Over a year ago, I wrote a post recounting my experience as a bisexually-attracted man. That post was mostly a reflection on my own experience, with some takeaways coming from that. I’ve been thinking for a while about writing a “part two” discussing how this interfaces with questions of the Christian faith and the broader conversation that Spiritual Friendship is contributing to. I recommend reading my first post before this one if you haven’t already.
Given that I do frequently experience attraction, including sexual desire, towards women, marriage is a significant eventual possibility for my life. Although every marriage has its difficulties, I don’t expect that I’d have significant difficulties resulting specifically from being married to a woman. One could describe me as “celibate” on account of the fact that I’m single and sexually abstinent, but my convictions do not point me toward lifelong celibacy as strongly as for others on here. This state in life may well be much more transient for me. So does this mean that the conversation happening on Spiritual Friendship is less relevant to people like me?
I don’t think so. One thing I’ve really appreciated about how Ron and Wes have run Spiritual Friendship is the way they have intentionally cultivated a conversation that is broader than celibacy. Two of our contributors, Kyle Keating and Melinda Selmys, have written about their experiences in marriages to people of the opposite sex. I’ve learned a lot from them, as well as from other people in similar situations, about what healthy marriages can look like when one spouse is a sexual minority.
There is also a great deal I share in common with celibate gay Christians, simply by virtue of being someone who experiences same-sex attraction and has traditional Christian convictions about sexual ethics.
For example, I still cannot avoid facing a lot of the same questions. Even at the most basic level, there is the question of what to do with my feelings for men. Even if I do get married to a woman and have a sexual outlet, that doesn’t make all the questions disappear. For example, what do these feelings mean for the potential to form friendships with other men? Do I have to set the same sorts of boundaries in all my friendships that a straight married man does in his friendships with women? How do I deal with the potential for sexual temptation in all-male environments? How do I deal with feelings of shame and guilt over my feelings? The list goes on.
Celibate gay Christians were among the first people I saw taking these sorts of questions seriously while remaining faithful to Scripture. Their writings resonated with me in a way that the writings of straight Christians never had. (There have been writers from several other perspectives that I have resonated with at different points, to whatever degree I still agree or not, but celibate gay Christians have been some of my biggest influences.) So in a lot of respects, I’ve found that I naturally identify myself with celibate gay Christians, even if my state is a little different.
Another extremely important aspect of the conversation that we’re having at Spiritual Friendship is not really about sexual minorities at all. The title of the blog itself references friendship, and much of the tradition surrounding friendship has been forgotten altogether. Deeper friendships are a great good for everyone, and insights related to faith are often applicable to all believers. Much of this conversation is relevant to me because I’m a Christian, rather than even with regards to my sexuality in particular.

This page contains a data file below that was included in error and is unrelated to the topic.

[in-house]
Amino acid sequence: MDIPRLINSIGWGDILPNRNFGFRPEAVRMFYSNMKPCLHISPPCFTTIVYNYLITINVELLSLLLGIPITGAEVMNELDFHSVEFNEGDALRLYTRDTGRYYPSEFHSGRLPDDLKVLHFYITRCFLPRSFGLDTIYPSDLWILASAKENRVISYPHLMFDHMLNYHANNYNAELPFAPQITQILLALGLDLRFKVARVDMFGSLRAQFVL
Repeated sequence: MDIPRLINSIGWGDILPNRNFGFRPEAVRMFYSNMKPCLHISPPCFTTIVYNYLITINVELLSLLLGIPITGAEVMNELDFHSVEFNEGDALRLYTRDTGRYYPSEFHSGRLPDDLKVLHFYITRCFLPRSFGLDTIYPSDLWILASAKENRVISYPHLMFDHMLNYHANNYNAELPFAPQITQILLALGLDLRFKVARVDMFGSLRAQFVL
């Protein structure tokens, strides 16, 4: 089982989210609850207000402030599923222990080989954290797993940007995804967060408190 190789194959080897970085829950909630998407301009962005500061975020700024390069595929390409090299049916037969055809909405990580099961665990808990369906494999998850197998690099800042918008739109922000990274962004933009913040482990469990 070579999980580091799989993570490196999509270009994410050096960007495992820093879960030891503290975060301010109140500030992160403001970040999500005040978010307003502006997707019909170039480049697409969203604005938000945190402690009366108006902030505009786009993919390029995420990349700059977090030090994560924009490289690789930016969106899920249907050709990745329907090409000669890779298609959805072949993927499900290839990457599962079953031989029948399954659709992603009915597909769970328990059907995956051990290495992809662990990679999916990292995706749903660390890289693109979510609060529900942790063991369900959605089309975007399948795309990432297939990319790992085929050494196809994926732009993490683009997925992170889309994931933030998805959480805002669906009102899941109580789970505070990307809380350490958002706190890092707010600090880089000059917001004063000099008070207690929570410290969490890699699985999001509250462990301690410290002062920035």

This conversation has also helped me think through what Scripture teaches about celibacy. In general, I find that celibacy is vastly underappreciated in the Protestant world, despite the praise both Jesus and Paul give it in the New Testament. Having a sexuality outside the norm, and then getting to see how other Christians process celibacy, has caused me to look at these teachings more seriously. This has actually allowed me to see marriage as something other than a simple default for my life, so I’m still working to figure out how to discern God’s call in that regard. This is another area where it has been helpful to learn from the married members of our community, as well as of course the many married members of other Christian communities I’ve been part of. Seeing people live a broad set of vocations is helpful in learning about the different callings God gives.
Of course, many of the questions about celibacy are much more urgent for someone who does not experience attraction to the opposite sex, and I do believe that living according to the traditional ethic is more difficult in significant ways for people in such a situation. So I think it’s good and proper to have a discussion that acknowledges this and goes to special lengths to discuss the challenges of celibacy. However, this does not mean that I’m in a completely different category; much of what we say is quite genuinely at least an “LGB” conversation.
In closing, I want to say that one of the things I’ve found most life-giving about initiatives like Spiritual Friendship is the way that the group has taken me in as one of their own. Although I’m not in exactly the same spot as the celibate gay contributors, I’m not just an ally, either. I find that this is recognized, and I get the sense that others like Kyle and Melinda outside the “celibate gay” mold are included the same way. I really appreciate this, and I’ve genuinely loved getting to know the other contributors and numerous other members of the broader community. I feel so honored to be a small part of this work God is doing through us.
Jeremy Erickson is a software engineer in Wisconsin. He holds a Ph.D. in Computer Science from the University of North Carolina at Chapel Hill.